This is the second article of Fossil Money, a series on how the global financial system supports and feeds the climate breakdown. Read the first article here and stay tuned for more!
Picture yourself in a burned landscape. Everything around you is blackened. Tree stumps and ruined houses, and the dried bed of a small stream. The acrid smell of smoke is everywhere and the sky behind the dark hills is red. In the middle of this field, you can see the mouth of a large pipeline, blackened like the rest. And from that gaping blackness, a substance comes out that immediately catches fire, feeding the flames around you. The pipeline stretches back into the hills.
Now, picture yourself somewhere on a green field. The black pipeline stretches in front of you, from one side of the horizon to the other. Once in a while, there is a little leak and the burning substance drops into the ground. Little fires get started here and there when that happens, but you can still put them off. However, the flames come up more and more often. And in the distance, above the horizon, ominous clouds of black smoke show ever more frequently. You know the pipeline is dangerous, and you know you should do something about it.
One doesn’t have to be a genius to understand that, to stop the fire, they would have to stymie the inflow of the substance. The pipeline must be stopped. And this is something that you can’t do on your own, but with friends and allies you can.
This is a little metaphoric image that comes to my mind when I think about the role of the financial system in the current fossil fuel economy. There are impacted people (present and future), there is devastation, and there is a pipeline that brings the resources that fuel that devastation. And the pipeline, from the point of view of those experiencing its impacts first hand, gets lost in the distance. They can’t see who’s on the other end.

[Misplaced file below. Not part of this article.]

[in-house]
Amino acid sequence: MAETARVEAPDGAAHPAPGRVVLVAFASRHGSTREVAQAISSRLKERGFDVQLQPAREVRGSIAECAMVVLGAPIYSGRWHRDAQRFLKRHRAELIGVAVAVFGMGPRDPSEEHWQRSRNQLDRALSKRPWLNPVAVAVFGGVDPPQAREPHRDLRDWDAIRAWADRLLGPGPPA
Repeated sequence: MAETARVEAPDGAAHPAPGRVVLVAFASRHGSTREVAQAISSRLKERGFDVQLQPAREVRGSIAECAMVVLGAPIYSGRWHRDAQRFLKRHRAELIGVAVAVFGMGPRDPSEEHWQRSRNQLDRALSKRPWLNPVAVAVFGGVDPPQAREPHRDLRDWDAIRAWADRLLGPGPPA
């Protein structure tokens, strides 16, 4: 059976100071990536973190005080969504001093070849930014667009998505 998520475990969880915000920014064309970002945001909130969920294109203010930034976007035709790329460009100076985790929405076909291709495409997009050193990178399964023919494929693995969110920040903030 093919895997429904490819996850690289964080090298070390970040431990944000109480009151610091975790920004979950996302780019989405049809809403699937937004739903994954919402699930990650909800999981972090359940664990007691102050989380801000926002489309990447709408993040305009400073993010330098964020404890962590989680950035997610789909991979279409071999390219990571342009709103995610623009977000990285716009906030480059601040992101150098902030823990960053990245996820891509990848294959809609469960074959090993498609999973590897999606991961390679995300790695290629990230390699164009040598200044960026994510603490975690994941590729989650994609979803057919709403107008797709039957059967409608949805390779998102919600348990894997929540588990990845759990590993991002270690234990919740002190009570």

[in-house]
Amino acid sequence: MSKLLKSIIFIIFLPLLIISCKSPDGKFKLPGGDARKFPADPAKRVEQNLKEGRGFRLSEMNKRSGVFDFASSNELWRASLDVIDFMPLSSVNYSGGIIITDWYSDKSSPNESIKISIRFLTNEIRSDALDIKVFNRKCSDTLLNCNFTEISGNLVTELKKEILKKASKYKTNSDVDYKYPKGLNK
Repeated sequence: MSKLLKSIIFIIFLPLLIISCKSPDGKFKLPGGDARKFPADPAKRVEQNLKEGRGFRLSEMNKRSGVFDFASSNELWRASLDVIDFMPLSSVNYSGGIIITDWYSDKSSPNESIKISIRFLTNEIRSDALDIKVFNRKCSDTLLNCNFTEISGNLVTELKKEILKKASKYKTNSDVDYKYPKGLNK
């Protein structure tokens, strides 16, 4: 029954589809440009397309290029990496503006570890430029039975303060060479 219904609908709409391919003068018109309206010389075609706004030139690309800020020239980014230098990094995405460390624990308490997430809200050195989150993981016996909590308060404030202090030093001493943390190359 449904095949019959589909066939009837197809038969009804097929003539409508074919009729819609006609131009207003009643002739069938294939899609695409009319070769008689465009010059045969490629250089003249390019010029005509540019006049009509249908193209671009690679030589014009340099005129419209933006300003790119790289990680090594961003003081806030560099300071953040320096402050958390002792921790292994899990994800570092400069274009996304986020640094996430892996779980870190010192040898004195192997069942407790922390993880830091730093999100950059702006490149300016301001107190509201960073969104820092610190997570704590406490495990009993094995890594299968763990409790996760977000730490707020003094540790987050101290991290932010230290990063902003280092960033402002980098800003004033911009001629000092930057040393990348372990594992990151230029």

Well, I’ll tell you who’s on the other side. The pipeline begins at the feet of those who place their money into fossil fuel ventures. It’s actually their money that goes into the pipeline, and it’s what fuels the fire at the other end. That’s the burning substance. And they put their money in the pipeline because they expect more money to come back to them, in a vicious circle that we’re here to break.
So if you’re at the end of the pipeline, or if you’re somewhere along its path, this concerns you.
Who are they?
Banks are financial institutions that can be public or, more often, private. Most banks have two basic branches of business: on one side they keep money for their customers in accounts, and on the other side they lend money to others, in exchange for an interest. In addition to these, they often also make investments (either directly or through a specific branch) or advise others in their investments. We call those branches investment banks. These are the ones that most often put their (customers’) money into the pipeline.
Some banks put A LOT of money in the fossil pipeline. Others put less. Others have refrained to put any money into it, often after people power has made them see the pipeline is not a viable future investment.
- JPMorgan Chase (USA)
- Citi (USA)
- Wells Fargo (USA)
- Barclays (UK)